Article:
October 20, 2018
Pecans nuts. A close-up photograph.
Wellness Tip

Pecans May Help Reduce Diabetes

by Wellness Letter  

A handful of pecans a day may reduce biomarkers related to type 2 diabetes, according to a placebo-controlled, crossover study from Tufts University, published in March 2018 in the journal Nutrients. The study included 26 generally healthy but overweight or mildly obese middle-aged and older adults with excess belly fat.

For four weeks each, the participants ate a version of a typical American diet (low in fruits, vegetables, fiber, and “good” fats and high in low-nutrient, energy-dense foods)—one with pecans and one without. Both diets had the same amount of calories and fiber and the same proportion of total fat (35 to 36 percent of calories), carbohydrates (47 to 48 percent of calories), and protein (15 to 16 percent of calories); no alcohol was allowed. The nuts were added in place of some sources of saturated fat.

The pecan-rich diet—which included about 1½ ounces of pecans a day, or 15 percent of total calories—was associated with a significant reduction in several markers of metabolic function, including insulin levels, insulin resistance, and beta cell function (the ability of pancreatic cells to store and release insulin), compared to the pecan-free (control) diet. Unlike other nut studies, this one did not find a significant effect of pecans on blood cholesterol, but the researchers attributed this possibly to the lower amount of nuts used or to the high rates of obesity in the population.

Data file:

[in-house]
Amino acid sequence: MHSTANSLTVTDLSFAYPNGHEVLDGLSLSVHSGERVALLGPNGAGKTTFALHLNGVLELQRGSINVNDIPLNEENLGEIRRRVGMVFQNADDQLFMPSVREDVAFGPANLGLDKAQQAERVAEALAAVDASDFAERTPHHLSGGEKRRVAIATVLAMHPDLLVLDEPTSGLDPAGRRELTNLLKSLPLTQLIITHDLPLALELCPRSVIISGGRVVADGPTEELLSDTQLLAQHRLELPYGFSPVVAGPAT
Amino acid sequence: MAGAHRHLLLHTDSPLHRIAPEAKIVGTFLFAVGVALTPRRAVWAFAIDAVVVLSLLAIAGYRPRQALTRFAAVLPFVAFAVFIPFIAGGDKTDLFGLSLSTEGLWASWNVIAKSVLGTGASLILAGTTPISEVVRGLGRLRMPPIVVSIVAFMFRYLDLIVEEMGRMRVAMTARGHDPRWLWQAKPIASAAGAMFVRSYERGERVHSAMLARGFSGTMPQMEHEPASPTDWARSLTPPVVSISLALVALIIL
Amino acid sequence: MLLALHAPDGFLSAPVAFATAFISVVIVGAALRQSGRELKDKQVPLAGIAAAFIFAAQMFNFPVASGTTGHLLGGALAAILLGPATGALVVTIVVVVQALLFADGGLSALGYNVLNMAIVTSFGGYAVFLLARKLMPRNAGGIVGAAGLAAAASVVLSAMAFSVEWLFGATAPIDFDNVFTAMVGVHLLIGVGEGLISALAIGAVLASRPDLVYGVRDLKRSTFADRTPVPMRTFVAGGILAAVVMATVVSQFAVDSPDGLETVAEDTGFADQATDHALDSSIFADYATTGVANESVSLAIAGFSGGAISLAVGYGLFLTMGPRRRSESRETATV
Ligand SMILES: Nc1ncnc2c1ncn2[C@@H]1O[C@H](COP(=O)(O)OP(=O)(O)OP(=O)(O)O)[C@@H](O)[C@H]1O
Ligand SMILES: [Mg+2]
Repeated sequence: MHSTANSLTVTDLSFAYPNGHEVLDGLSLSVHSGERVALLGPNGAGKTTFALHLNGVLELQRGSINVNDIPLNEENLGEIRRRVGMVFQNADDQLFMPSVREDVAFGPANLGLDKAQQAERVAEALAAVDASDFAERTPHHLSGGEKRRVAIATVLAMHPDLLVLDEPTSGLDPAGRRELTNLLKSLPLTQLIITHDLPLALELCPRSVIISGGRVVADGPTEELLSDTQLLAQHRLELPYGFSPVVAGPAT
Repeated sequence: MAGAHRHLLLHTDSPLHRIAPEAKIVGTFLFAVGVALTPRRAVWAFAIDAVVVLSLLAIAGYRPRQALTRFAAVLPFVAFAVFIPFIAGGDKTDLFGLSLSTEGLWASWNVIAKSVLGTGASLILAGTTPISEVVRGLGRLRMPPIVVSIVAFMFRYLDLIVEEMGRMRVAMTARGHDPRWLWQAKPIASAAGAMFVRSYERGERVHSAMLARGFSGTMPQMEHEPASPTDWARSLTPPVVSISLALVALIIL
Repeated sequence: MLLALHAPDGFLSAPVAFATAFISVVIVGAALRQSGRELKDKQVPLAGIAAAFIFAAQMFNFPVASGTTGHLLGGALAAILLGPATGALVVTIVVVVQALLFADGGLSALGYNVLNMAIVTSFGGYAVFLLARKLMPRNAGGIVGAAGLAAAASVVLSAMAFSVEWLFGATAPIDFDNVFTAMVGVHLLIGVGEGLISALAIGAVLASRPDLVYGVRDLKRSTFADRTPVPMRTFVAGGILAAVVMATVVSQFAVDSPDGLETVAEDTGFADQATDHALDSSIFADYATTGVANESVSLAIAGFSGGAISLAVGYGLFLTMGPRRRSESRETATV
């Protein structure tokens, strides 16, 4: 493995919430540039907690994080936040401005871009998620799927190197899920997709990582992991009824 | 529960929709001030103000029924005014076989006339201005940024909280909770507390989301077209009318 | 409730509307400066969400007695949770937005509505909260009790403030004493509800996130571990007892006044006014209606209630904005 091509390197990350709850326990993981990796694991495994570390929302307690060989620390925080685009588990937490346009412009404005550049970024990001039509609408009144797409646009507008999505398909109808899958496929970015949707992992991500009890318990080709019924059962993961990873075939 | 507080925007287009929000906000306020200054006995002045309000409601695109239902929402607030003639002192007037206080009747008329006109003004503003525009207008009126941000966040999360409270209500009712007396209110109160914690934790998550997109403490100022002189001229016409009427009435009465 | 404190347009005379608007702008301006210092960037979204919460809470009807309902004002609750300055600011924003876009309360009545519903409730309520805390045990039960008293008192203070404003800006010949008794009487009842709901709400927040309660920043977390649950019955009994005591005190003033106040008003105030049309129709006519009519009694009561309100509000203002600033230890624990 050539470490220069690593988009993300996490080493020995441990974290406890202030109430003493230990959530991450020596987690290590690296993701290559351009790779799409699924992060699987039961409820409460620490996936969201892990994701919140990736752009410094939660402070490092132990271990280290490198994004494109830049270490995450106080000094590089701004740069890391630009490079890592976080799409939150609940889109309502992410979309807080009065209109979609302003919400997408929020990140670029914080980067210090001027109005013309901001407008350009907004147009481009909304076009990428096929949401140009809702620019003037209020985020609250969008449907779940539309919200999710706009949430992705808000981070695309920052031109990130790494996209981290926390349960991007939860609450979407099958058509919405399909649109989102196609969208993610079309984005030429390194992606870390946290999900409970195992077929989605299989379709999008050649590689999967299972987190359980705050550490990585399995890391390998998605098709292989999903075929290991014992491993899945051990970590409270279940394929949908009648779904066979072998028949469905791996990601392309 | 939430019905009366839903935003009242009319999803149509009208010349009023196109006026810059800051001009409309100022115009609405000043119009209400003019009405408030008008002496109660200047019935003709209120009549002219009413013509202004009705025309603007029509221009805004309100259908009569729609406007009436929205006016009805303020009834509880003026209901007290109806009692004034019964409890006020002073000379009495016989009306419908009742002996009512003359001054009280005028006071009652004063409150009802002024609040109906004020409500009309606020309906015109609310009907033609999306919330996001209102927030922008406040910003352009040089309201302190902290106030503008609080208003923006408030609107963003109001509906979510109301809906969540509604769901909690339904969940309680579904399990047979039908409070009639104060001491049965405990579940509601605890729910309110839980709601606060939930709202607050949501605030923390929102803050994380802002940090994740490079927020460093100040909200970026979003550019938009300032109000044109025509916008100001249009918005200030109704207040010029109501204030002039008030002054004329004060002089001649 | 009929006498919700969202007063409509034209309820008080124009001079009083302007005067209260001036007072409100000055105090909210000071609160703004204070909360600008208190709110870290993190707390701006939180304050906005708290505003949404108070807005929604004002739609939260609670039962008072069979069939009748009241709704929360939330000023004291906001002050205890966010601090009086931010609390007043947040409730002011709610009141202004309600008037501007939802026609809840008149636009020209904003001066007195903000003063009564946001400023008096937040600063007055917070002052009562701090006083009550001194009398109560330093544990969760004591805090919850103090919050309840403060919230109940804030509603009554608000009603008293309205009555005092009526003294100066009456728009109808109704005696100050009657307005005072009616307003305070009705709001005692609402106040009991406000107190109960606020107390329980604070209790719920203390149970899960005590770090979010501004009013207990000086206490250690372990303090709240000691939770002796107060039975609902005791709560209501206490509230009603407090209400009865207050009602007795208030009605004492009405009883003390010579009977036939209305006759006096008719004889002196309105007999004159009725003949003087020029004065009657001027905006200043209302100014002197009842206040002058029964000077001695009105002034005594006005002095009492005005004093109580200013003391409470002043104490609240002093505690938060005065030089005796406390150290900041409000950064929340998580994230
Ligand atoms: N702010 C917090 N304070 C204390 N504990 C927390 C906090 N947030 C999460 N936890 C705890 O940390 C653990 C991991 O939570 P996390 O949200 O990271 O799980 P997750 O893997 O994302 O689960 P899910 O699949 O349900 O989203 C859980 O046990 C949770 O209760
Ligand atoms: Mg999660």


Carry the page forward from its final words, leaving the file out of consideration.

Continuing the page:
Though the mechanism isn’t clear, pecans, like other tree nuts and peanuts (technically legumes, not true nuts), contain mono- and polyunsaturated fats (oleic and linoleic acid), fiber, minerals (including magnesium, manganese, copper, and zinc), phytochemicals (including phenols and proanthocyanidins), and other compounds (like phytosterols) that may together have protective effects.

Many previous studies have focused on the beneficial effects of all kinds of tree nuts and peanuts on blood lipids and glycemic control, and have linked nuts to better heart health. For instance, an analysis of 20 studies in BMC Medicine in 2016 linked consumption of just 1 ounce of nuts (tree nuts or peanuts) a day to a 29 percent decreased risk of heart disease, among other positive findings. But few studies have addressed these metabolic risk markers, or pecans in particular.

Don’t just add pecans (or other nuts) to your diet: Eat them in place of less healthful foods that are high in calories.

A version of this article first appeared in the UC Berkeley Wellness Letter.

Also see Nuts: Highly Nutritious Plant Protein.